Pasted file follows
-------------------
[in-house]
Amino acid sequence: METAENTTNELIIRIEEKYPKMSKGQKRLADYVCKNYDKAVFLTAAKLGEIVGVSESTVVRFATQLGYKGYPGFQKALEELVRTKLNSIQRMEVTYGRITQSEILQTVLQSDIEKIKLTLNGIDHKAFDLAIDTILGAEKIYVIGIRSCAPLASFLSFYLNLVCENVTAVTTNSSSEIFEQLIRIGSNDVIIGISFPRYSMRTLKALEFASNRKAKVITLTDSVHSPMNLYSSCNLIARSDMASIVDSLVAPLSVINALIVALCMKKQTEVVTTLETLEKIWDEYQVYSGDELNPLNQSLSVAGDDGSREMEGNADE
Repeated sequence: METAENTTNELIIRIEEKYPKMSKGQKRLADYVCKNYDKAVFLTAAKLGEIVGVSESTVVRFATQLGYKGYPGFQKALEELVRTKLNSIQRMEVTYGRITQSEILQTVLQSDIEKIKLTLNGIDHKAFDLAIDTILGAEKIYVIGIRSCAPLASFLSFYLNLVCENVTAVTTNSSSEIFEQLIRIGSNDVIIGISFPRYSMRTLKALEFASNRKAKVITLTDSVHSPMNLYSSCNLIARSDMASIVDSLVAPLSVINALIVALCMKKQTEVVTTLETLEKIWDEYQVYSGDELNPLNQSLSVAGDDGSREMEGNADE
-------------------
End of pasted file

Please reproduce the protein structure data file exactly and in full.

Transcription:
[in-house]
Amino acid sequence: METAENTTNELIIRIEEKYPKMSKGQKRLADYVCKNYDKAVFLTAAKLGEIVGVSESTVVRFATQLGYKGYPGFQKALEELVRTKLNSIQRMEVTYGRITQSEILQTVLQSDIEKIKLTLNGIDHKAFDLAIDTILGAEKIYVIGIRSCAPLASFLSFYLNLVCENVTAVTTNSSSEIFEQLIRIGSNDVIIGISFPRYSMRTLKALEFASNRKAKVITLTDSVHSPMNLYSSCNLIARSDMASIVDSLVAPLSVINALIVALCMKKQTEVVTTLETLEKIWDEYQVYSGDELNPLNQSLSVAGDDGSREMEGNADE
Repeated sequence: METAENTTNELIIRIEEKYPKMSKGQKRLADYVCKNYDKAVFLTAAKLGEIVGVSESTVVRFATQLGYKGYPGFQKALEELVRTKLNSIQRMEVTYGRITQSEILQTVLQSDIEKIKLTLNGIDHKAFDLAIDTILGAEKIYVIGIRSCAPLASFLSFYLNLVCENVTAVTTNSSSEIFEQLIRIGSNDVIIGISFPRYSMRTLKALEFASNRKAKVITLTDSVHSPMNLYSSCNLIARSDMASIVDSLVAPLSVINALIVALCMKKQTEVVTTLETLEKIWDEYQVYSGDELNPLNQSLSVAGDDGSREMEGNADE